Weimar Or Less?

Yes, I’m back to talk about the same topic I’ve been beating to death over the past six weeks or so – the economy and whether we will be able to add a default on the debt to the elements of disaster equation. That’s a reference to the Air Disasters metaphor I invoked a few entries ago.

Heinrich Bruning - ain't he a cutie?
Heinrich Bruning – Ain’t he a Cutie?

But now I want to talk about historical precedents, specifically that of Weimar Germany in 1931. A guy named Bruning was the chancellor and another fellow called Hjelmar Schact was in charge of the German reserve bank. If you recall, reserve banks came into being between the late 1800’s in Germany and in 1913 in the US.

Without going into excruciating detail, let me describe what happened in Germany that led to the end of the Weimar republic. No, it wasn’t the early inflation in 1923. That was relatively short-lived, and got fixed pretty rapidly with the Dawes plan. It wasn’t just the Versailles Treaty alone that destroyed the republic. It was human error. Vanity? Hatred? Yes, and perhaps a fundamental lack of understanding of the potential for disaster brought on by the actions of Bruning and Schmidt. More detail, you ask? Well, OK, if you insist.

In ’23, the Germans were having trouble with reparation payments to Britain and France. When they were late delivering some telephone poles (I’m not kidding – really!) France invaded the Ruhr valley, which was akin to the old ‘cutting off your nose to spite your face’ kind of move. That started a tit for tat between the two countries, leading to more economic pain all around. And that inflation previously mentioned. Big inflation – you know, the wheelbarrel full of Marks to buy a loaf of bread inflation. Like Zimbabwe.

Wall Street Crash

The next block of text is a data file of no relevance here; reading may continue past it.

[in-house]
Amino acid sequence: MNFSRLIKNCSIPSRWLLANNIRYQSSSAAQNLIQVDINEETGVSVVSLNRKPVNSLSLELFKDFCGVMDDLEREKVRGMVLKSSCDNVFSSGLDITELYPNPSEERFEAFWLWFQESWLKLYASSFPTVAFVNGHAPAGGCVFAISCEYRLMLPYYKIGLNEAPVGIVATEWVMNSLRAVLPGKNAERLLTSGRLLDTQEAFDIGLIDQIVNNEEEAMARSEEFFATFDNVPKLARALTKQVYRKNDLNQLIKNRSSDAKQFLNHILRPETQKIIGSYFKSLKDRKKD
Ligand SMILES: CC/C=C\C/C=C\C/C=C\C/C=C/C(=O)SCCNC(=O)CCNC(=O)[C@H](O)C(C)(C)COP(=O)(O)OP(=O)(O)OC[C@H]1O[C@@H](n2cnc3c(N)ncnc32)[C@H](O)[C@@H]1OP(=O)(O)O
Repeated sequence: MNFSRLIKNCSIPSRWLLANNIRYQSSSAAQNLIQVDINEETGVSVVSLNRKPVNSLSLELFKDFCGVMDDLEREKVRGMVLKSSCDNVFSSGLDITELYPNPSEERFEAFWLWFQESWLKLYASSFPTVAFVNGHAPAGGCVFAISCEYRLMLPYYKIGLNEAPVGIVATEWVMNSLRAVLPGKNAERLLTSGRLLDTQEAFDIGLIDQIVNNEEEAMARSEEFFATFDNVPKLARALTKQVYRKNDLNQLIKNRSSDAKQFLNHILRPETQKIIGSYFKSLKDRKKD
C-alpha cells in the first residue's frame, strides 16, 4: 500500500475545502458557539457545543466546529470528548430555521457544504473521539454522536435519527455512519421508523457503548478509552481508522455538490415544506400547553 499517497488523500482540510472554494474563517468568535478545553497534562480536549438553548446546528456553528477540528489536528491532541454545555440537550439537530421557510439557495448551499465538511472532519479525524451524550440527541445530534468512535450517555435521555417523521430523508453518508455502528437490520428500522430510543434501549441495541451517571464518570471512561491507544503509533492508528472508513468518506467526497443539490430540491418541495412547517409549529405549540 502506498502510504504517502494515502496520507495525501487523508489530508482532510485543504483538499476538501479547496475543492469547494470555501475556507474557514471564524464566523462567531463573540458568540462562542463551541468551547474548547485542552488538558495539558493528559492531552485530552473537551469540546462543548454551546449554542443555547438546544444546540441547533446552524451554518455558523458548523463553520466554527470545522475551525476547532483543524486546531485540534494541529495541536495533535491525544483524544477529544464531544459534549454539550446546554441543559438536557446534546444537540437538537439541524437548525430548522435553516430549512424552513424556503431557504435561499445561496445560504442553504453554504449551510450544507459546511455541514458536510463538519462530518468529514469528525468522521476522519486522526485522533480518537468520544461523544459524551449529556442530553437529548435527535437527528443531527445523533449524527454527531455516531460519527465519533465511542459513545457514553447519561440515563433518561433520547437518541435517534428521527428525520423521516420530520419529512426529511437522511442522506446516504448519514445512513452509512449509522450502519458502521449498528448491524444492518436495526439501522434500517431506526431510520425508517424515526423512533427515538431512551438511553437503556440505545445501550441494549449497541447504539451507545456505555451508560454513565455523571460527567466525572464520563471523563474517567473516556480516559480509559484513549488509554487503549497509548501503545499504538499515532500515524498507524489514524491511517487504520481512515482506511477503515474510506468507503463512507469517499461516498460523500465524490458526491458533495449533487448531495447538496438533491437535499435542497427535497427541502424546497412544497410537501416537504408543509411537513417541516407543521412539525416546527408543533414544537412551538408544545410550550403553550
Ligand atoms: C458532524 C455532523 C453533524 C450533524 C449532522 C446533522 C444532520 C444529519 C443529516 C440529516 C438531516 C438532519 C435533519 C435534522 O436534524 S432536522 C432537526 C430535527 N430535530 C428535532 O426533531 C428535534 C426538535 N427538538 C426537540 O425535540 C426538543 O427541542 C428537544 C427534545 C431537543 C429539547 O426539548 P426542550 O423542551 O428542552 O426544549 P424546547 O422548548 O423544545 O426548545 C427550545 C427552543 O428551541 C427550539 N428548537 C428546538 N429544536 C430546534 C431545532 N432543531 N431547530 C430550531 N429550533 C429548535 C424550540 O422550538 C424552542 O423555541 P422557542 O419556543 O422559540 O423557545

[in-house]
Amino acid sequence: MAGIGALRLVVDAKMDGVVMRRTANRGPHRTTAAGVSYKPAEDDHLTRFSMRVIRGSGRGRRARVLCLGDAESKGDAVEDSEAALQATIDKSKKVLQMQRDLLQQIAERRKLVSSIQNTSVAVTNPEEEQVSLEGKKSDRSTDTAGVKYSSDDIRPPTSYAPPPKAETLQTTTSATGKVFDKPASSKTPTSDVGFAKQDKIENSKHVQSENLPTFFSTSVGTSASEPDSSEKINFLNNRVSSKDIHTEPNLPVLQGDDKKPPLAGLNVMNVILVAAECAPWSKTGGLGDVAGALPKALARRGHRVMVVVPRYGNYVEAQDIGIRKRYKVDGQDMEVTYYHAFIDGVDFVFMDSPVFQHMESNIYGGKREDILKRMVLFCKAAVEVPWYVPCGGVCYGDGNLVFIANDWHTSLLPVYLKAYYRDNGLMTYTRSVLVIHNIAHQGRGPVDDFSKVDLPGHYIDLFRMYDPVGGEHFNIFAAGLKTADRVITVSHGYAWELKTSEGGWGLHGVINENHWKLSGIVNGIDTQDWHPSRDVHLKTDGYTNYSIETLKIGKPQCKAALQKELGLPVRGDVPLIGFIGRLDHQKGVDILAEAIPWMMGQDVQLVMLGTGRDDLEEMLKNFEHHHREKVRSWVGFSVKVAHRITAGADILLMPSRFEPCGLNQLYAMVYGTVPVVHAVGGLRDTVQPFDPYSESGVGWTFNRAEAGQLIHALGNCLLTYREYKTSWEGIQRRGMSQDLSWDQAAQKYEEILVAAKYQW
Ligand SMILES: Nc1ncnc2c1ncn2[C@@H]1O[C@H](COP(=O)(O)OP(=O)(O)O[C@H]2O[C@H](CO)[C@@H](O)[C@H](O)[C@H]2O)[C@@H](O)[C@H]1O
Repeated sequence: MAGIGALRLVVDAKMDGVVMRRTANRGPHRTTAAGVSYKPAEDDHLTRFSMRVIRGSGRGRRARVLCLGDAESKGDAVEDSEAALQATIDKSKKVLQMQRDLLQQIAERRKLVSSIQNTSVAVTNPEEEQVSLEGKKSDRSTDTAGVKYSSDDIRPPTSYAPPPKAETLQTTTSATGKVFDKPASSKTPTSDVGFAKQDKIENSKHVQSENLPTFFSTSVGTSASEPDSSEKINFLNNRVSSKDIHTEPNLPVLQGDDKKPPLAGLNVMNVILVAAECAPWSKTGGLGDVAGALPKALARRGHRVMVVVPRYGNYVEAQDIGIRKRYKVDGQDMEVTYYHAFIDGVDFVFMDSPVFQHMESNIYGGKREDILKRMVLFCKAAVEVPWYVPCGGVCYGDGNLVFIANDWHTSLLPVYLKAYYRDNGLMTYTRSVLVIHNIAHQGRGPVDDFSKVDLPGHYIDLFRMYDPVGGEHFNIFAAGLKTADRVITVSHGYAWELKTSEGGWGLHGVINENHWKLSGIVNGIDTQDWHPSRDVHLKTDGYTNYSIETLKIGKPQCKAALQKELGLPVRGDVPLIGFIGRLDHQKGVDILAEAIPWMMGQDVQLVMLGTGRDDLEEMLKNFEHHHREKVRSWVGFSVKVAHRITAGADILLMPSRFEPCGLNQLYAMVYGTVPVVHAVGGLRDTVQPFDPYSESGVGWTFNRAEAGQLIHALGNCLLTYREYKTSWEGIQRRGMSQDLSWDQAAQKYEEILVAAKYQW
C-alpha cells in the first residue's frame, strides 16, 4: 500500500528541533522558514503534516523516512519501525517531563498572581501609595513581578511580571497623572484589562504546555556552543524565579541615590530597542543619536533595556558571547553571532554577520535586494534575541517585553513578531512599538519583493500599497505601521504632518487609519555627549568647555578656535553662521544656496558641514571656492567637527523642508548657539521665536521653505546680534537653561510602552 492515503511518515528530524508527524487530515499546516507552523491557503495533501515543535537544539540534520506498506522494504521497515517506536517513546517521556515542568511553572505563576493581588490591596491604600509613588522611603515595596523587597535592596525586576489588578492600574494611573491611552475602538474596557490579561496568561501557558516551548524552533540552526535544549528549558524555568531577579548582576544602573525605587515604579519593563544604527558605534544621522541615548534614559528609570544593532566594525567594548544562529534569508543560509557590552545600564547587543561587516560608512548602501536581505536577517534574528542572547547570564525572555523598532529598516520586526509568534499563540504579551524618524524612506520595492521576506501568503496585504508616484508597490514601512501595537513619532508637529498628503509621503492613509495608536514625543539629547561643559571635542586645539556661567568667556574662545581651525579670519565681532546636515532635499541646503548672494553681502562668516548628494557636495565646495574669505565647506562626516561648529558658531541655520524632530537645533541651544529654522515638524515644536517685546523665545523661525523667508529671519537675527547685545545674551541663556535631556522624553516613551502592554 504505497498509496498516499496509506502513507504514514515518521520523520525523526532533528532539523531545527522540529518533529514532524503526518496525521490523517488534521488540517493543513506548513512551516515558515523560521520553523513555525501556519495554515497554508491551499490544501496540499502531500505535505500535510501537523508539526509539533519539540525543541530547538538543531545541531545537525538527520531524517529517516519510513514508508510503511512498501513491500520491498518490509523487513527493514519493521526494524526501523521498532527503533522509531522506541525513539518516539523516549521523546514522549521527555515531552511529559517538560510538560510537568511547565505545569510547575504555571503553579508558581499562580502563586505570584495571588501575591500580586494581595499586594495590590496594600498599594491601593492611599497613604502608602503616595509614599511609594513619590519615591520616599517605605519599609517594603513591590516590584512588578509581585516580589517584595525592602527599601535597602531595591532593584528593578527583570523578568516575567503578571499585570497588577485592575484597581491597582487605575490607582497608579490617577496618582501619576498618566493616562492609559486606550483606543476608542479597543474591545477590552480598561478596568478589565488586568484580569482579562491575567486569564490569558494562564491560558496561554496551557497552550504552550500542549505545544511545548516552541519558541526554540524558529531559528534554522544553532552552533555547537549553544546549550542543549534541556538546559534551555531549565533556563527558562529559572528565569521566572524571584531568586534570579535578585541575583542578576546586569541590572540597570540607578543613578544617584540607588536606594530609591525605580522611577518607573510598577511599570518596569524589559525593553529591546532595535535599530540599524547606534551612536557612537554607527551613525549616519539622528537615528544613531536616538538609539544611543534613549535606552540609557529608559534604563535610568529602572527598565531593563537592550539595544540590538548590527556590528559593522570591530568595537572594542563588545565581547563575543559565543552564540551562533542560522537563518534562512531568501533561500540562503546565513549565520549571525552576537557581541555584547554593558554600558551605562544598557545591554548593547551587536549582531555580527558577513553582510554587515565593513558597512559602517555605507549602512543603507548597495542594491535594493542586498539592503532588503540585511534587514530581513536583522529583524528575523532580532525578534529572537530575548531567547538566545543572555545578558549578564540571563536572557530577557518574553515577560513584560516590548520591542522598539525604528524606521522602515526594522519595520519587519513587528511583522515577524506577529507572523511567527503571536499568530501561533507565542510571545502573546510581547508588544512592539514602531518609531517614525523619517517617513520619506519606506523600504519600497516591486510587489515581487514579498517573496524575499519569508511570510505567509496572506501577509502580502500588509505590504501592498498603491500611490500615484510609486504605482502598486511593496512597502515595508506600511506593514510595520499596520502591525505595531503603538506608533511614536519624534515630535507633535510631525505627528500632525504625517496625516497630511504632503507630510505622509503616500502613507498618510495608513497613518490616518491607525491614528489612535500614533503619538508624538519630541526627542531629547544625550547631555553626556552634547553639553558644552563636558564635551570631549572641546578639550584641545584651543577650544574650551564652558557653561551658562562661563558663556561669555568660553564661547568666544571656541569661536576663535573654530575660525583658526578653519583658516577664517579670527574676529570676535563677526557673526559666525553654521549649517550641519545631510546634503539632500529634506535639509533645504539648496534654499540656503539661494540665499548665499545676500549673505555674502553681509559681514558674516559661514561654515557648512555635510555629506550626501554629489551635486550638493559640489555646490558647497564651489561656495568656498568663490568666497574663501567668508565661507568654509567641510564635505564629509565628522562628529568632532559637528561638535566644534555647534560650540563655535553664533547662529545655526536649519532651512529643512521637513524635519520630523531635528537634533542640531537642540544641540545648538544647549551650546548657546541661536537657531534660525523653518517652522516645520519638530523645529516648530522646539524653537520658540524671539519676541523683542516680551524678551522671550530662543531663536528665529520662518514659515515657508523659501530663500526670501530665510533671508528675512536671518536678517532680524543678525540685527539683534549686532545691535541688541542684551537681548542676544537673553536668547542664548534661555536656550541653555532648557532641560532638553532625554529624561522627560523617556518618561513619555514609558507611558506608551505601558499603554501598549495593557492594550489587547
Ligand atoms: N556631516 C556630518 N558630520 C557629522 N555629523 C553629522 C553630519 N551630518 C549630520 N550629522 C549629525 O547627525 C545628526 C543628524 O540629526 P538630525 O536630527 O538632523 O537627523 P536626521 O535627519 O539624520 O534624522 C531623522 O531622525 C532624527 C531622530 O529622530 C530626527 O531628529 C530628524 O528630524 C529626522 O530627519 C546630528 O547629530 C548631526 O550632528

After Dawes, everybody bumped along for a while, mostly on borrowed money for Germany. Borrowed American money. Then came 1928 and the boom market in the US. Many Germans put their life savings into American stocks – you know, adding to the musical chairs players at the end just before the music stops. And stop it did, in October of ’29. Then Germany was in big time trouble. Nobody could pay anybody back. So by ’31, Bruning had had enough of trying to repay reparations. He wanted them gone. So with Schact’s blessing, he made a customs union agreement with Austria. Well, that really set things off with the French, as it was in direct violation of the Versailles Treaty. What little money was left in German and Austrian banks went elsewhere. First the Austrian banks failed; then the German banks. Since Germany wasn’t paying the money back it had borrowed from the Americans, American banks started to fail. The French franc was in trouble too, since trade stopped when nobody had any Marks or Dollars.

So the so-called Great Depression was not a seamless event caused strictly by the Wall Street crash in October of ’29. Things got worse after 1931 because of the guys in charge doing really stupid things. Kinda like today. You know – the default on the debt?

Some estimate the likelihood now at 60%, a big jump from previous expectation. The Reps are gonna try to pass some legislation this week intended to force Dems to negotiate a spending cut. If we’re on our way to a recession, does a spending cut make sense? Not if you’re a Keynesian economist, which the Reps are not. This is just another wide swing of the economic pendulum that will result in, by one estimate, the loss of a million jobs.

World Wide Depression – Not Pretty

Where will those jobs be lost? Travel and hospitality. Housing. Home improvement – oops, hitting close to home for me there. In other words, anything that isn’t absolutely necessary for survival. Will that bring on a recession? You betcha. Will it go too far? More than likely. This is a global economy after all. Britain is already in trouble. France can’t get their people to agree to work another two years before retirement. And Germany? Who knows. But it’s a safe bet when there’s a run on banks in America, Britain and France, Germany will feel the pinch. And what about China? Russia? Instability everywhere? That’s a post for later on as the pinching spreads. But it doesn’t bode well for any of us, economically or likely politically. That will have to wait for another post as well. Will it bring Trump back? Depends on how healthy Joe Biden stays. Scary, huh?

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